It’s an enjoyable watch, the coverage of the changing face of golf is excellent and the cinematography and behind-the-scenes access will keep golf and non-golf fans watching. But… We can’t help but feel that there were some seriously missed opportunities to delve that little bit deeper. This feels like more of a surface scratch…If season two gets the go-ahead, it would be great to see the show step away from the formulaic Netflix documentary style – one size doesn’t have to fit all. We’d also love to see a few more players and stories included and perhaps a rethink around how the episodes are released.
“Here’s my one-sentence review of Netflix’s golf documentary ‘Full Swing:’ It’s good, not great…That probably isn’t going to make a billboard, but especially if you consider yourself a hardcore golf fan you might come away underwhelmed. The fact is, the golf fan isn’t the target audience; it’s geared toward welcoming a new audience to the game and I sincerely hope it succeeds to do for golf what ‘Drive to Survive’ has done for Formula One…Although I have my doubts.”
“The thing about appealing to everyone is that suddenly you have to compete with everything. In order to do this, ‘Full Swing’ understandably chooses to cut back on the nitty gritty moments and insights that make us terminally ill golf sickos tune in every week. But even with unprecedented access, when you cut out the stuff that separates these golfers from every other golfer on the planet, what new fans are left with can feel fairly bland, particularly when compared to all the other things fans could be watching.”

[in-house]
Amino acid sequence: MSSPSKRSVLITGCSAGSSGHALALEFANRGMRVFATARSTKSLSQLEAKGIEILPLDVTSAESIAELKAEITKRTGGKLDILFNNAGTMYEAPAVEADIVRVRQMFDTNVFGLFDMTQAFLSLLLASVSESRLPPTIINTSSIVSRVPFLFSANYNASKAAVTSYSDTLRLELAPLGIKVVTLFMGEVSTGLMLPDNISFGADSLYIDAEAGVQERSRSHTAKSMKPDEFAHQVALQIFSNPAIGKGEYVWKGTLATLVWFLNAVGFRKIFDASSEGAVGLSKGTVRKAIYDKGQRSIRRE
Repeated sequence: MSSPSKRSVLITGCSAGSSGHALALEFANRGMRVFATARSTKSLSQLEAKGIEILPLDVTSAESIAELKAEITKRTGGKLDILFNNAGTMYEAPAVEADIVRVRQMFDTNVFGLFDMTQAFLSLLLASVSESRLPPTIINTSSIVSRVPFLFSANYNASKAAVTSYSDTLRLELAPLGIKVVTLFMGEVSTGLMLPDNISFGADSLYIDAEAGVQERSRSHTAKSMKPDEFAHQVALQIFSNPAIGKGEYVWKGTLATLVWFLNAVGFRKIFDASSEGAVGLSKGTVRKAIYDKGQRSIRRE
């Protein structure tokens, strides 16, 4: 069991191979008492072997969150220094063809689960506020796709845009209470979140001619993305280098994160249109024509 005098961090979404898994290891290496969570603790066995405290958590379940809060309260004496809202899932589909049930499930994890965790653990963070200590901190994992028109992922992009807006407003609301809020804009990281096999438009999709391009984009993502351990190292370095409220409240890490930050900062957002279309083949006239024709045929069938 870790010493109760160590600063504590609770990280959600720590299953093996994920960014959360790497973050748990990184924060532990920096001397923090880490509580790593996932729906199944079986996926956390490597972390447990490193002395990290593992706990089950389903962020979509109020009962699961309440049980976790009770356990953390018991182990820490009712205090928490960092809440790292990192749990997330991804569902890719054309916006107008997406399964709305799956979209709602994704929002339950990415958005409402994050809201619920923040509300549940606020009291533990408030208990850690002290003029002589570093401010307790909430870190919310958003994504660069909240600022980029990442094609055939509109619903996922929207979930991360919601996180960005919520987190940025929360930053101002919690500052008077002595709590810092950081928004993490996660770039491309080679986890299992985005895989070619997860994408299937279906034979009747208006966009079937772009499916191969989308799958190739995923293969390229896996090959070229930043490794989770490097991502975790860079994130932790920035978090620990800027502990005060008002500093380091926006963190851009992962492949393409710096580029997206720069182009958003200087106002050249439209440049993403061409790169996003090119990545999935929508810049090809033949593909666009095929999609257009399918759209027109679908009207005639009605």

“But there’s also something to be said for last summer being defined by the PGA Tour versus LIV. This was a chance to document its details with more access than anyone could imagine. Perhaps an opportunity lost. Those fans who follow professional golf on a daily basis might think so. They may also see the voices guiding the story — an array of golf journalists, TV reporters and personalities — as offering hand-holding elementary analysis for newbies, as opposed to provocative thought…This is the difficult balance of trying to serve multiple audiences.”
“The Dahmen episode is absolutely fantastic, and the others are good, but they don’t dig in and answer our questions about LIV Golf and what the guys truly think about the divide. I think the Ian Poulter episode gives us the best look into why people are really taking the Saudi offer and leans somewhat into the implications of taking the money. But so much is just the same stuff we’ve heard in press conferences all year.”